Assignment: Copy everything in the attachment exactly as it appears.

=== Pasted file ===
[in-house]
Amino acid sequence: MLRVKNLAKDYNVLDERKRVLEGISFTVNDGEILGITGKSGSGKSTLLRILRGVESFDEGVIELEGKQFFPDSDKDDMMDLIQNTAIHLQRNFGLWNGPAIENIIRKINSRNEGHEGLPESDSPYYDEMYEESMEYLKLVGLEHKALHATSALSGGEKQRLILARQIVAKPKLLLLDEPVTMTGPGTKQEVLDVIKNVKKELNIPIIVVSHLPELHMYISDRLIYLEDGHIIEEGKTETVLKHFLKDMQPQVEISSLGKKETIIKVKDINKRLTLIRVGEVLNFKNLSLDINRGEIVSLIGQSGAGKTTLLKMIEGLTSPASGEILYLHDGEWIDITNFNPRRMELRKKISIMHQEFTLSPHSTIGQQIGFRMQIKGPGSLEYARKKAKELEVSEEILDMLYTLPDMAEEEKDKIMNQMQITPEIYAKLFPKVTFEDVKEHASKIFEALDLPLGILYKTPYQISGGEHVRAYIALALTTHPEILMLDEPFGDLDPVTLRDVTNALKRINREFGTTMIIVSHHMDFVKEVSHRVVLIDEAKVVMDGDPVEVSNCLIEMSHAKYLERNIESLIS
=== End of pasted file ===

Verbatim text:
[in-house]
Amino acid sequence: MLRVKNLAKDYNVLDERKRVLEGISFTVNDGEILGITGKSGSGKSTLLRILRGVESFDEGVIELEGKQFFPDSDKDDMMDLIQNTAIHLQRNFGLWNGPAIENIIRKINSRNEGHEGLPESDSPYYDEMYEESMEYLKLVGLEHKALHATSALSGGEKQRLILARQIVAKPKLLLLDEPVTMTGPGTKQEVLDVIKNVKKELNIPIIVVSHLPELHMYISDRLIYLEDGHIIEEGKTETVLKHFLKDMQPQVEISSLGKKETIIKVKDINKRLTLIRVGEVLNFKNLSLDINRGEIVSLIGQSGAGKTTLLKMIEGLTSPASGEILYLHDGEWIDITNFNPRRMELRKKISIMHQEFTLSPHSTIGQQIGFRMQIKGPGSLEYARKKAKELEVSEEILDMLYTLPDMAEEEKDKIMNQMQITPEIYAKLFPKVTFEDVKEHASKIFEALDLPLGILYKTPYQISGGEHVRAYIALALTTHPEILMLDEPFGDLDPVTLRDVTNALKRINREFGTTMIIVSHHMDFVKEVSHRVVLIDEAKVVMDGDPVEVSNCLIEMSHAKYLERNIESLIS